If you were asked to make a list of all the things to consider when taking a job in a country what would you list? Would you consider a number of vacation days, maternity leaves, or average pay scale? Every person’s perception is different when it comes to what they value the most in a job. So there is no definitive way to say that this country provides the best work environment.
According to the statistics from the Organization for Economic Cooperation and Development (OECD), which had compared well-being factors like annual income, safety, and employment rates to work-life balance across several other countries.
Here are the 4 best countries to work according to the OECD statistics.
The US Earns the Most
America tops the household income and financial wealth list, with an average household disposable income of $38,001 (U.S.) a year. According to the OECD, the average household net financial wealth is estimated to be around $40,516 (U.S.), while the average household net-adjusted disposable income is about $23,047 (U.S.) a year.
Switzerland has the Best Opportunities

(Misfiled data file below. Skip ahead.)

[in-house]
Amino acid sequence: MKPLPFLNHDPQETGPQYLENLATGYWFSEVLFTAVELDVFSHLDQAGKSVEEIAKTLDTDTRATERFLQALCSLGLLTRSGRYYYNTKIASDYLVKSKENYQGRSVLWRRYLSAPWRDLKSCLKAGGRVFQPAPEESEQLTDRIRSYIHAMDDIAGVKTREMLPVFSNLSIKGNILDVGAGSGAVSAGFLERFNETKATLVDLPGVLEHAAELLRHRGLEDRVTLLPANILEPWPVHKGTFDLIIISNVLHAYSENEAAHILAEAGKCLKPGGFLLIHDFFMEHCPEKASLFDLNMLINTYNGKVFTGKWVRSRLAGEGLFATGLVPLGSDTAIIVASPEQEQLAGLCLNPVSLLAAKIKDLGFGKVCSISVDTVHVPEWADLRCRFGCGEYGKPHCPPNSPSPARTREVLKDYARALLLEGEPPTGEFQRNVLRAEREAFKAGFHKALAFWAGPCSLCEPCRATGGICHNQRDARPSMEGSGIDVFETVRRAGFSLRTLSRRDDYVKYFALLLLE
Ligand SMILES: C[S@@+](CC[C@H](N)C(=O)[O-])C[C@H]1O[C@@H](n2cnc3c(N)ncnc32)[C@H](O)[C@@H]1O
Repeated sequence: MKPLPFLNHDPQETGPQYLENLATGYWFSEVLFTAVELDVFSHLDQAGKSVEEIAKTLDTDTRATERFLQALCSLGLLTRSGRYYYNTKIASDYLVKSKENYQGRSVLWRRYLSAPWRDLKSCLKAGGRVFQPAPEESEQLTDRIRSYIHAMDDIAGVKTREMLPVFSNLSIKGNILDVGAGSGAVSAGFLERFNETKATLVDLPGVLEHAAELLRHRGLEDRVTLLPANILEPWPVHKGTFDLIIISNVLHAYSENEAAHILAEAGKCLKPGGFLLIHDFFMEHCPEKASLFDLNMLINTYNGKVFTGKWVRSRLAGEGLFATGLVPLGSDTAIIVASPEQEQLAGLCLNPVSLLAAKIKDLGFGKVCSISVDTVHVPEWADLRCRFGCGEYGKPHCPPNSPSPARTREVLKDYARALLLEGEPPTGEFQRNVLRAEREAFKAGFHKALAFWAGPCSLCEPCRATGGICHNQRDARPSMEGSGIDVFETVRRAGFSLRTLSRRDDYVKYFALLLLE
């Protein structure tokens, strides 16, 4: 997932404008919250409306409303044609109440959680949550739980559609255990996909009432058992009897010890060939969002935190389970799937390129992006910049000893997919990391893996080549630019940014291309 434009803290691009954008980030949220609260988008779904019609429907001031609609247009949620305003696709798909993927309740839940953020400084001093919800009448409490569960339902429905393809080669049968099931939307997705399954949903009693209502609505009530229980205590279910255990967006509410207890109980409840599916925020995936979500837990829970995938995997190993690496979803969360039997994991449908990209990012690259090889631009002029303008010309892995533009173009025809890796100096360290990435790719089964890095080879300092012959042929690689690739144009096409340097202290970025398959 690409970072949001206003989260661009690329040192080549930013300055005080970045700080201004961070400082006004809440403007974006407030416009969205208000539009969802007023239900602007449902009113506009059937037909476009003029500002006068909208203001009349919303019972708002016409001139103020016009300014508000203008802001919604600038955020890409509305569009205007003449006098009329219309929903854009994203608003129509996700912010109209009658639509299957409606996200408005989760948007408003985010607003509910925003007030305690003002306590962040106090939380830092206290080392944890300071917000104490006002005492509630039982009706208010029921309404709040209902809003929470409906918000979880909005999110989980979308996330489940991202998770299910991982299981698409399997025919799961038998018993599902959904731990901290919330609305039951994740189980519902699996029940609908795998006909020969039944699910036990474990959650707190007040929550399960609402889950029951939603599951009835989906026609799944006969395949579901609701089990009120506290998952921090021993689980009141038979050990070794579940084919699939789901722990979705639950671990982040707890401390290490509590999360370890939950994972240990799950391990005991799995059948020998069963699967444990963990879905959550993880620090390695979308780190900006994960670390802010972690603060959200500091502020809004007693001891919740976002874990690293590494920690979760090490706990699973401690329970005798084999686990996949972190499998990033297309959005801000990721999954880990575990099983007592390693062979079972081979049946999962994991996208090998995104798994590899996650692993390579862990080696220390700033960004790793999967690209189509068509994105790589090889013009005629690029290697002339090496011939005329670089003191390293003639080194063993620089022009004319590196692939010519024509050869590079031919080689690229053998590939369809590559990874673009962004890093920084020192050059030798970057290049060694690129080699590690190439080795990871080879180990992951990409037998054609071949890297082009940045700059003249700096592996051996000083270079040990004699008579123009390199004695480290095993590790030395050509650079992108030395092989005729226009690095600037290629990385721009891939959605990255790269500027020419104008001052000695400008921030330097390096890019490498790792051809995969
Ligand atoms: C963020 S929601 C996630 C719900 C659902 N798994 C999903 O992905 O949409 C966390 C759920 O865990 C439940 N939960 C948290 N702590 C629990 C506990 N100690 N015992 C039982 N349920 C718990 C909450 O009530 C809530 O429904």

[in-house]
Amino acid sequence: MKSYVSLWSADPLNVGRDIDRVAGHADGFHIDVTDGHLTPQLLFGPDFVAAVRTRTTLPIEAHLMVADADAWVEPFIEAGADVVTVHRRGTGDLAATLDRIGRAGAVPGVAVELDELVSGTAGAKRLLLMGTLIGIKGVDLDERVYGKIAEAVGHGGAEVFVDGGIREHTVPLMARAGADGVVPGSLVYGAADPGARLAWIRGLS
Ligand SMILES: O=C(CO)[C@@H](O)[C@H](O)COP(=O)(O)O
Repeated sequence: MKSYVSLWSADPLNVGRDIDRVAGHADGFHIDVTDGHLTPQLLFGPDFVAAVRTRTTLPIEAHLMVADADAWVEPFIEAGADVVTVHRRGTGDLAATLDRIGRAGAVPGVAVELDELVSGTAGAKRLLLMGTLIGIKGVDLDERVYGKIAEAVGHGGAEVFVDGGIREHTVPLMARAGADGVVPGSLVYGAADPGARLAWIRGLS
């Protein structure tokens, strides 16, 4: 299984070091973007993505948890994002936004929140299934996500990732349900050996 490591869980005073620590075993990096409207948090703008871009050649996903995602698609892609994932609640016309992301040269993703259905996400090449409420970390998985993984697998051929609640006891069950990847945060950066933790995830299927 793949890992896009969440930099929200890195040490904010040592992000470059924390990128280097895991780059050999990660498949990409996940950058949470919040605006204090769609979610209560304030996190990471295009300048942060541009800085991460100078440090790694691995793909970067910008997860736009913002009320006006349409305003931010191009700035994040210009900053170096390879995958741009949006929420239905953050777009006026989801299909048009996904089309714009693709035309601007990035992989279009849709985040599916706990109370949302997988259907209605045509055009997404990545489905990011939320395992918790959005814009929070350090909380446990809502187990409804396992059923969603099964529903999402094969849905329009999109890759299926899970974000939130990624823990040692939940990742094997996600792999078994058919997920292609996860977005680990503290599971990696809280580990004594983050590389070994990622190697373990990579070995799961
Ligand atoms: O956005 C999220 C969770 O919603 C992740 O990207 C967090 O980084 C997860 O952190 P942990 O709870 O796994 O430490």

According to the OECD, the average working age in Switzerland is between 15 and 64, and 66% of the overall population has a paid job. Also employment levels are highest in Iceland (79%), Switzerland (79%), and Norway (75%) and lowest in Turkey (48%), Greece (56%), and Hungary (56%).
Denmark is the Happiest, Healthiest, and Most Balanced
Surprisingly, the Scandinavian nation, Denmark is not only the chilliest but also the most chill nations in the world. Air pollution is considerably lower than the world average, and 95% of the population say they are satisfied with the quality of their water, compared to an average of 84%.
Jobs in Denmark
Germany has the Best Working Culture
Germans work an average of 27.8 hours a week (how awesome is that!) which is one of the lowest working hours found in this study. You might think that working fewer hours means a low quality of life, but the opposite is true. Germans have a high standard of living and still have one of the strongest economies in Europe. So maybe the perfect balance of the ‘happy life formula’ might turn out better than we initially thought.
Having the perfect balance between your work life, family, and leisure is for most people the formula to lead a happy life. And in some countries this formula is better balanced than in others.
We hope you find this information helpful. For more information on work prospects in other countries, please feel free to write to us.